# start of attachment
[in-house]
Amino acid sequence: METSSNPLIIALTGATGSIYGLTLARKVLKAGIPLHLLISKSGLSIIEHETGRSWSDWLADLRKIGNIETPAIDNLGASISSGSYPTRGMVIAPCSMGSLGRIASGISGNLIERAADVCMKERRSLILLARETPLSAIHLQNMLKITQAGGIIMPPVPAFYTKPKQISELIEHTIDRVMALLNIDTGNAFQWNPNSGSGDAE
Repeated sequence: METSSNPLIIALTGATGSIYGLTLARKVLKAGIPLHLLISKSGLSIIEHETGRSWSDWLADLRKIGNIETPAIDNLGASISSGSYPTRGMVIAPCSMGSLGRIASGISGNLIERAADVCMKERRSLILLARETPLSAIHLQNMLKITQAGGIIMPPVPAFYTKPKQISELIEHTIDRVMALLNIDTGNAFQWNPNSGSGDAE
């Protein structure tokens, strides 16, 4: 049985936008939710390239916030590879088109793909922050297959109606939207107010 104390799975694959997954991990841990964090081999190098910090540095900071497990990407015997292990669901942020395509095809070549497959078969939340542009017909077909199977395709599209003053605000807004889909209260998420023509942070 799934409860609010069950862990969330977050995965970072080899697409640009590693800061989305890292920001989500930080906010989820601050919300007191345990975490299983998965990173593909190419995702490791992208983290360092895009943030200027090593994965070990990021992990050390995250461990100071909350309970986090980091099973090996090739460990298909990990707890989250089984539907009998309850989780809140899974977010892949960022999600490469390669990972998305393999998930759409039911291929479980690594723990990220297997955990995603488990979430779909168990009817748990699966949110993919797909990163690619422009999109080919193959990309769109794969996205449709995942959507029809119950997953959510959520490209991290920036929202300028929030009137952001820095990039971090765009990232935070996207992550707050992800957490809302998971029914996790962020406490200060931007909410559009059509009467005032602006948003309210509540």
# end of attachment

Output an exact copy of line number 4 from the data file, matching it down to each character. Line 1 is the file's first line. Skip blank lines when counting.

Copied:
């Protein structure tokens, strides 16, 4: 049985936008939710390239916030590879088109793909922050297959109606939207107010 104390799975694959997954991990841990964090081999190098910090540095900071497990990407015997292990669901942020395509095809070549497959078969939340542009017909077909199977395709599209003053605000807004889909209260998420023509942070 799934409860609010069950862990969330977050995965970072080899697409640009590693800061989305890292920001989500930080906010989820601050919300007191345990975490299983998965990173593909190419995702490791992208983290360092895009943030200027090593994965070990990021992990050390995250461990100071909350309970986090980091099973090996090739460990298909990990707890989250089984539907009998309850989780809140899974977010892949960022999600490469390669990972998305393999998930759409039911291929479980690594723990990220297997955990995603488990979430779909168990009817748990699966949110993919797909990163690619422009999109080919193959990309769109794969996205449709995942959507029809119950997953959510959520490209991290920036929202300028929030009137952001820095990039971090765009990232935070996207992550707050992800957490809302998971029914996790962020406490200060931007909410559009059509009467005032602006948003309210509540």